NB: this is not a "viking" language, but a separate language descended from the old norse dialects of the viking era, and earlier, just like the other Scandy languages.
Idea: Demand that the xenophobe party in Sweden must write their bills in Elfdalian, it being a more "genuine" language than the German- and Dutch- influenced common Swedish :).
Not only is it an ancient language, but until relatively recently, sometimes it was written in runes.
the German- and Dutch- influenced common Swedish
To say nothing of Latin, French, and English influences. Maybe some Greek as well, particularly in scientific terms.
I can name offhand at least one Swedish word that was derived from French: miljö, from French millieu. Latin and English are more plentiful, but harder for a native English speaker to spot (the words Swedish borrowed from Latin are likely to have also been borrowed by English).
To illustrate the extent of Latin and Greek influence on scientific terminology (at least in English), Poul Anderson wrote an essay called "Uncleftish Beholding", an attempt to explain atomic theory (ca. mid 20th century) using only words of Germanic origin. Readers who know German will recognize among the names Anderson invents for certain elements cognates of those elements' German names. Bonus points: See if you can spot the error in the essay (other than the out-of-date discussion of transuranic elements).
Demand that the xenophobe party in Sweden must write their bills in Elfdalian
Haha, awesome, Birger!
Timed release for St Patrick's Day:
If you really want to get me ranting unpleasantly and uncontrollably, ask me about the difficulty and cost of doing literature reviews in civil engineering.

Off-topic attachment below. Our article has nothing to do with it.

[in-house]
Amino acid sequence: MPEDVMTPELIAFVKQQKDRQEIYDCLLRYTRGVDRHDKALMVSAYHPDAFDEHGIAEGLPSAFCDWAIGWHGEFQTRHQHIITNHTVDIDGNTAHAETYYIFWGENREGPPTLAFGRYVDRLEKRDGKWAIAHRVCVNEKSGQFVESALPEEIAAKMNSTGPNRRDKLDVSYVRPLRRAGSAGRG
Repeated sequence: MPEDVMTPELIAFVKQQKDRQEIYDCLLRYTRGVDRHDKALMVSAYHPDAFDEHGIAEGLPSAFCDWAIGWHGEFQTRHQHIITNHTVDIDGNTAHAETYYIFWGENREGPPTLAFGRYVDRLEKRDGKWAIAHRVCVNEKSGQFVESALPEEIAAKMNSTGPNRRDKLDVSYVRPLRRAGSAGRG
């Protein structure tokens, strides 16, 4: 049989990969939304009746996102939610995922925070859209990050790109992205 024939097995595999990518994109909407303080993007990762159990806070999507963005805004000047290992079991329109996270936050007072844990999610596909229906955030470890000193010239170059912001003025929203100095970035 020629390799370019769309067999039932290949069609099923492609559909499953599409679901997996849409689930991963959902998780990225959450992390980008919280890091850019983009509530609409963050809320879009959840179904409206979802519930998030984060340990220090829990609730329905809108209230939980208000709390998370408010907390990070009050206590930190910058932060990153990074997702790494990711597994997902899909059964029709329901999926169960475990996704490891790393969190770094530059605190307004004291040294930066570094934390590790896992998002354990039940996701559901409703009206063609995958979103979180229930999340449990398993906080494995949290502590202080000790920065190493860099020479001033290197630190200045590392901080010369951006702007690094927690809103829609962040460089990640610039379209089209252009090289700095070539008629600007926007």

To my eternal shame, I watched the 2012 movie "The Man with the Iron Fists" (in my defence, it was a spoof, or at least Lucy Liu and a very portly Russell Crowe played it for laughs), and then totally defencelessly compounded my folly by watching the 2015 sequel, which lacked even the humorous antics of Lucy and Fat Rusty.
But little did I realise that there really is...
Researchers find ancient DNA preserved in modern-day Melanesian humans http://phys.org/news/2016-03-ancient-dna-modern-day-humans.html
This new research also suggests Neandertals and modern human ancestors intersected at least three times. Merriwether is particularly fascinated by the Denisovan DNA fragments found in the Melanesian genomes.
Beyond record hot, February was 'astronomical' and 'strange' http://phys.org/news/2016-03-hot-february-astronomical-strange.html ...and the kooks in a certain political party in a certain country still claims warming is bogus.
#45 - Old news. Why does he express surprise at finding Denisovan ancestry in Melanesians, when that has been known for years now?
Uncovering the mystery of very early humans in New Mexico http://phys.org/news/2016-03-uncovering-mystery-early-humans-mexico.html
Something for your excavations? Fujitsu technology uses a single camera to enable a panoramic understanding of remote field sites http://phys.org/news/2016-03-fujitsu-technology-camera-enable-panoramic…
Stone Age hunters contributed adaptive variants to present-day Europeans http://phys.org/news/2016-03-stone-age-hunters-contributed-variants.html
OT but cool: Chemists develop an ultra-sensitive test for cancers, HIV http://phys.org/news/2016-03-chemists-ultra-sensitive-cancers-hiv.html
Given the event of 26 December 2005, you would think this should have made bigger news than it did.